I note the views of the noble Lord, Lord Clement-Jones, on how the UK-plus regime supports the publishing industry in particular. I recognise the importance of this issue to a variety of businesses, which have provided extensive contributions to the public consultation on this matter. On behalf of the Government, I thank those businesses for their constructive engagement during the consultation and since. The noble Lord also—no, I am getting ahead of myself. I will move on, except to note that this issue has the potential to impact so many business sectors and therefore it is important for the Government to take the time to get it right.

The noble Lord also mentioned his concerns about a potential move to an international exhaustion regime. As I mentioned, no decision has been made. However, I should advise noble Lords that we intend a future regime to strike the right balance between consumer choice, fair market pricing, protecting creators and promoting competition.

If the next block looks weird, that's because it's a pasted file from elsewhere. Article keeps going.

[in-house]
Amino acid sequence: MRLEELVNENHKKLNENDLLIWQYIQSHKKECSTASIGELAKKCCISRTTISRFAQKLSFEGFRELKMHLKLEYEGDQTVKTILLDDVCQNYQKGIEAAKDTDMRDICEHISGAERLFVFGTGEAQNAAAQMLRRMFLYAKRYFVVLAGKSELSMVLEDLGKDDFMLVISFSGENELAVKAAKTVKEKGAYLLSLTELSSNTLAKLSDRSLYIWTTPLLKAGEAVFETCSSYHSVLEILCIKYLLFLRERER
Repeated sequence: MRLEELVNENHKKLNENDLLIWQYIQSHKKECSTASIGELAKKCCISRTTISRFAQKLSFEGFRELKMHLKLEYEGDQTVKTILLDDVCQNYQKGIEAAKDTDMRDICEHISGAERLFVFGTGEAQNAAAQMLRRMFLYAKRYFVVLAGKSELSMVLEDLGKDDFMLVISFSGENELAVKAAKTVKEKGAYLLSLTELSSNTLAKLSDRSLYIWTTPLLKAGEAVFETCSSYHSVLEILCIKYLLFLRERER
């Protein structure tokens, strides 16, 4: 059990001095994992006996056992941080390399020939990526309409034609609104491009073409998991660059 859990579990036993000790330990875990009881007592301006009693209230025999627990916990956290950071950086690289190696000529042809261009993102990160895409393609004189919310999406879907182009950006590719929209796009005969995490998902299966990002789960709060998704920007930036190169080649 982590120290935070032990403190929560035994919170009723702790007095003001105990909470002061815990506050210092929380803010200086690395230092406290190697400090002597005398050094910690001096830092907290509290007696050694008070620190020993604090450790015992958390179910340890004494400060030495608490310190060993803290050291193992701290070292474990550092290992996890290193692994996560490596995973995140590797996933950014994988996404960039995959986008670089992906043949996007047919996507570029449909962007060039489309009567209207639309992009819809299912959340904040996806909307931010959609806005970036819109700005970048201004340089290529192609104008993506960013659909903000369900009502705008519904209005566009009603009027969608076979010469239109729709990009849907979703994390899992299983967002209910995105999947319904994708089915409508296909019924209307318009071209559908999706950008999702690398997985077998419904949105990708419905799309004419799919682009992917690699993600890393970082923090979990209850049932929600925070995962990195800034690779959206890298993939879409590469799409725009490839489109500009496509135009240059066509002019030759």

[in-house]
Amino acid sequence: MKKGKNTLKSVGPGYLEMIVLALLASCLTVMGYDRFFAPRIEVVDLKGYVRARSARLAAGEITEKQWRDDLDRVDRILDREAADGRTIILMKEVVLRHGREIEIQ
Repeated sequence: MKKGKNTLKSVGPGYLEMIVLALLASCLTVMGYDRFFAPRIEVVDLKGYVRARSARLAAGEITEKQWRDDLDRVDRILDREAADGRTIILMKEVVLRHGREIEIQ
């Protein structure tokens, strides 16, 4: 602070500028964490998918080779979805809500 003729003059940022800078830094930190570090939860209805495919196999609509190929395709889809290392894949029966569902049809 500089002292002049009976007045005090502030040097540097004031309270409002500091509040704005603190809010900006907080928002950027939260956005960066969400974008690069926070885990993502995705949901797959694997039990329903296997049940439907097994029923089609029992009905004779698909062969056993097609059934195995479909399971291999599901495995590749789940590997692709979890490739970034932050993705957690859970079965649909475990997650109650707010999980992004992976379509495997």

I turn to the matters raised by the noble Lord, Lord Stevenson. I am grateful for his and his colleagues’ expertise on this important area of policy. He raised the review of design rights. The IPO began a review of that legislation last year, with a call for views published in January 2022. We want to make sure that the UK design system best meets the needs of designers and businesses. The IPO is now working on policy proposals on which to consult, which will likely happen in the first half of 2024. The review is fairly wide ranging, as the law around designs is complex and has not been reformed in any meaningful way for some time. It is important to do this work properly to make sure that any changes work for users and all stakeholders.